After govWorks, co-founders Kaleil Isaza Tuzman and Tom Herman went on to form Recognition Group, which helped restructure distressed companies. Isaza Tuzman was later brought in as president of JumpTV, a start-up focused on Internet television. He led a $60 million initial public offering of the company, before purchasing a controlling interest in video technology business ROO Group. The company later became known as KIT Digital ( KITD), where Isaza Tuzman serves as CEO and chairman.
Kaleil Isaza Tuzman

The company predicts it will report fiscal year 2010 revenue upwards of $100 million, when it announces its annual results on March 16.

Isaza Tuzman called his time at govWorks "an incredible life instructive experience" in an interview with the Wall Street Journal last year, despite the company's failure. "I find a lot of entrepreneurs often will come now looking for capital or some sort of involvement in a start-up dynamic, and you feel that in the dialogue they're afraid of talking about their own failure," he said. "I'll say, 'Hang on. It's okay to talk about it.' It's actually much more credible if you talk about the lessons you glean from it."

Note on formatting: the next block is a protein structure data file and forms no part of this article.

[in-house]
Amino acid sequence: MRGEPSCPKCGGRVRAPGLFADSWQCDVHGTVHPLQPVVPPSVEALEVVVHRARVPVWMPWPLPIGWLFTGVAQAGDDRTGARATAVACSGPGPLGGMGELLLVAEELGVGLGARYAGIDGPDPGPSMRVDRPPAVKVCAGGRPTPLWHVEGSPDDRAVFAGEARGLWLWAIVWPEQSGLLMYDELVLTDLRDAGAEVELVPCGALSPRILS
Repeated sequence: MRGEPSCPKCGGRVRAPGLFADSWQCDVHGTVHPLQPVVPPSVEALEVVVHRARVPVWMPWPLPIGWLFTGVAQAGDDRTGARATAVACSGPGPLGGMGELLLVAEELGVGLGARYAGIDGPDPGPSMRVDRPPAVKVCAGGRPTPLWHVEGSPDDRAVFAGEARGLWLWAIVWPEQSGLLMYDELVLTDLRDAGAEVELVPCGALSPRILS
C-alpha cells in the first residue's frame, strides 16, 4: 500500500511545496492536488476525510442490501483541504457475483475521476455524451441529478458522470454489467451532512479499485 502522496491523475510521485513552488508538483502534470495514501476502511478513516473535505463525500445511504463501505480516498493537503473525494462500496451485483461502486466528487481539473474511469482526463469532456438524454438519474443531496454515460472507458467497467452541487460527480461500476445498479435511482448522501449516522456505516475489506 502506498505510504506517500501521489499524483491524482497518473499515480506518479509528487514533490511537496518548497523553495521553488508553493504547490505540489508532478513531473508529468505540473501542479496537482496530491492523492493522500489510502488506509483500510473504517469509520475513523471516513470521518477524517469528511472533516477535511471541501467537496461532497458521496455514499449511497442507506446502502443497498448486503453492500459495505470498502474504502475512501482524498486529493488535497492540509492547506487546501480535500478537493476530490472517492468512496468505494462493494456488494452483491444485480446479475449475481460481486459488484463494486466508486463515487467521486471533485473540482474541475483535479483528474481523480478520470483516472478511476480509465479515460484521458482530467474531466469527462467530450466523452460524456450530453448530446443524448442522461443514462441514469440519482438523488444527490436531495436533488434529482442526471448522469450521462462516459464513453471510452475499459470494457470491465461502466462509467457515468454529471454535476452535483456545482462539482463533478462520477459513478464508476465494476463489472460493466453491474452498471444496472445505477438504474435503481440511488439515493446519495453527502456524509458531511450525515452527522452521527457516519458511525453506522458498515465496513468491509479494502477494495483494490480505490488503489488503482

Stephan Paternot

Then: co-founder, theGlobe

Now: co-founder and chairman of PalmStar Entertainment

theGlobe, a social network started by Stephan Paternot and Todd Krizelman in their dorm rooms in 1994 at Cornell University, was the Facebook of the dot-com era. Started as a chat site, theGlobe eventually branched out into personal Web page hosting and video gaming.

When theGlobe went public in November 1998, it had the largest first day gain of any company debut in history -- a 606% increase over the initial share price. After the bubble burst and theGlobe's stock price tanked, Paternot and Krizelman left the company.

theGlobe was eventually used as an investment vehicle to acquire other Internet media and advertising companies, including a voice over Internet protocol (VoIP) service and a computer games business. It continues to operate as a shell company, with no material operations or assets.
Stephan Paternot

Today, among other things, Paternot is the co-founder of PalmStar Entertainment, a film production company. One of his most recent films, Life 2.0, is about virtual world Second Life. He is also a general partner of the Actarus Funds, which provides seed capital to start-ups in the Internet sector.